PS: I’d love to hear your HuffPo shutdown story in the comments.

An Open Letter to Arianna Huffington On the New Contributor Platform

Huffington Post has launched a new publishing platform. And for part of one day I was allowed, once again to publish my articles on single parenting. And then they discovered my post going viral and they killed my account. I’m still in some odd form of stasis. I’m still ON the platform, but I’m not able to load the platform. I’m guessing the company that admins the program doesn’t have an easy way to suppress authorised users. So today, when I try to load the contributor platform it goes into some broken load/reload sequence and never escapes until I quit the browser.

Here’s what that looks like:

If you go look, my new contributor page is still online: John McElhenney on The Huffington Post. You’ll notice the last four posts, if you try to load them will result in the following screen.

screen-shot-2016-10-11-at-1-54-49-pm

Okay, so what can be going on here? Why won’t the Huffington Post Blog Team, the divorce editor Brittany Wong, or Arianna herself answer my question about why I would be banned from publishing on the new contributor platform.

Well, the entire idea of “contributor” only holds together if you look at their community statement. Here’s the little part they put in about removing posts from the new platform.

We reserve our right to remove posts that abuse that spirit of community, such as hate speech, anything overtly commercial in nature and posts that we believe may be attempting to mislead the public in some way. There may be other times when we will remove a post that has been flagged by our community for other reasons, including matters of professionalism and taste. We hope and expect those times to be rare and we will not take these decisions lightly. But in building this community, we respect the right of its members to be vocal about their objections. When those objections arise, we will leverage the sound judgement of our editors to determine what is best for the spirit of the space we’re trying to create.

That’s all fine and dandy, but if there is no recourse, no way to ask “What happened?” then they have violated the true spirit of an open community. Apparently the blog team has oversight on the new platform. So if ONE of my posts was flagged, why were all four of them taken down? If I was given publishing credentials, why were they taken away within hours of my first post? If I had a successful post on The Huffington Post why would you suppress that post, especially if there were no clear violations of your trust agreement?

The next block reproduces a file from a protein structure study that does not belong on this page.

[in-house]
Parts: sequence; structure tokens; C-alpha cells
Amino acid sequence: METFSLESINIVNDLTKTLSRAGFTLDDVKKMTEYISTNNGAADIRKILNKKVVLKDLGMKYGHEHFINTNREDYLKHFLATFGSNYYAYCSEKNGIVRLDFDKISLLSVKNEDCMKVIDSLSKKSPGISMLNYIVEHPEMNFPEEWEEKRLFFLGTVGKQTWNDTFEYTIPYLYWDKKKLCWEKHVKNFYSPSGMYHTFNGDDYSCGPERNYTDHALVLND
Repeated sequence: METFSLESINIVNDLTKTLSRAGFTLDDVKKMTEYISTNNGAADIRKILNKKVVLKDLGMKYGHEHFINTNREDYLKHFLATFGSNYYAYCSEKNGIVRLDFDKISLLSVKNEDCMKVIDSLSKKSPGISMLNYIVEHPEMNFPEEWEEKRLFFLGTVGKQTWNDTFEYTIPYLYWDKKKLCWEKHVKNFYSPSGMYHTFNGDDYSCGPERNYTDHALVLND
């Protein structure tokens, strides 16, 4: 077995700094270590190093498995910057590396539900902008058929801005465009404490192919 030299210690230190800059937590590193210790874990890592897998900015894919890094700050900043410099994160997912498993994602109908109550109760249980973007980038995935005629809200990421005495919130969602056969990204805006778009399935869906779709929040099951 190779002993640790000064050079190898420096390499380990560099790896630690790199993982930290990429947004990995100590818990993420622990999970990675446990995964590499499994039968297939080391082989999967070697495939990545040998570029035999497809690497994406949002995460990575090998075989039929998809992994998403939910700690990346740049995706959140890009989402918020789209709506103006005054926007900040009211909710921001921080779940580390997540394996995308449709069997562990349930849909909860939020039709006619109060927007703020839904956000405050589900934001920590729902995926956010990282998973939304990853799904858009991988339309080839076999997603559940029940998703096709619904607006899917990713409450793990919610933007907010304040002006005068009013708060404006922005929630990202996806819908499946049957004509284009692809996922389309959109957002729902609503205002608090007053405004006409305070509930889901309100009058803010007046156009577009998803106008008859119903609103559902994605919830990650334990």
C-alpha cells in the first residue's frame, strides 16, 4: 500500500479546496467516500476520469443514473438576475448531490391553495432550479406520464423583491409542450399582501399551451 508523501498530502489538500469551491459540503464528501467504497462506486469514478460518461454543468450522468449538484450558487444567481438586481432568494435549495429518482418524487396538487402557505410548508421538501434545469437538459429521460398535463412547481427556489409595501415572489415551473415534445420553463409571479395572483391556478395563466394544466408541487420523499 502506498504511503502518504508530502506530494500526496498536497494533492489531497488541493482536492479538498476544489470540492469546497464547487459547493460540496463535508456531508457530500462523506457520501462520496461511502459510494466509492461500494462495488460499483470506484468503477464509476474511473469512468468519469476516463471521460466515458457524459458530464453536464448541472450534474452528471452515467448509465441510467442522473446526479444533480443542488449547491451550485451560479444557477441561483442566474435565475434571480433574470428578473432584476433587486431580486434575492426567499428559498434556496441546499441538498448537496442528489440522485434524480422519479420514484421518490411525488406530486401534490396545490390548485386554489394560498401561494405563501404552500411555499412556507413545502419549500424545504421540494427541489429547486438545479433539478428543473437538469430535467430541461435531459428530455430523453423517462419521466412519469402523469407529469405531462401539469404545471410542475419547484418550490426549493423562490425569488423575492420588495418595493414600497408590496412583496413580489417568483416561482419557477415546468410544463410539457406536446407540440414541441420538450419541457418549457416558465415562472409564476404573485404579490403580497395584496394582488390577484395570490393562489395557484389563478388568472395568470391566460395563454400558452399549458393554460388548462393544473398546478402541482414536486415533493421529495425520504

Dear Arianna,

I know you are no longer involved in the day-to-day execution of the Huffington Post. While I applaud your opening the new Contributor Platform, and even your grand gesture in the Statement of Community that surrounds and empowers the new system, I am sorry to say, the lack of transparency is death to openness. An open community means there are channels for communication when things go wrong. If your blog team never responds to a contributor and yet continues to suppress that contributor’s writing, isn’t that a violation of your own statement of community?

When you say “we will leverage the sound judgement of our editors to determine what is best for the spirit of the place we are trying to create” don’t you think that information should also be made public? If the blog team suppresses material, shouldn’t they also answer requests for information about why?

If the Huffington Post wants to create an open community bounded by ethics and moral inclusiveness, they should not also engage in hidden and unfounded suppression of valuable and reasonable material.

I am optimistic that you will answer my question about why four of my posts were accepted, published, and then suppressed in a matter of hours. I am also optimistic that you will reinstate my publishing privileges, as you so warmly welcomed me to the Huffington Post publishing family over three years ago.

Yours Respectfully,

John McElhenney
@jmacofearth (also seen on Google+: jmacofearth)

Catch up on the entire Huffington Post story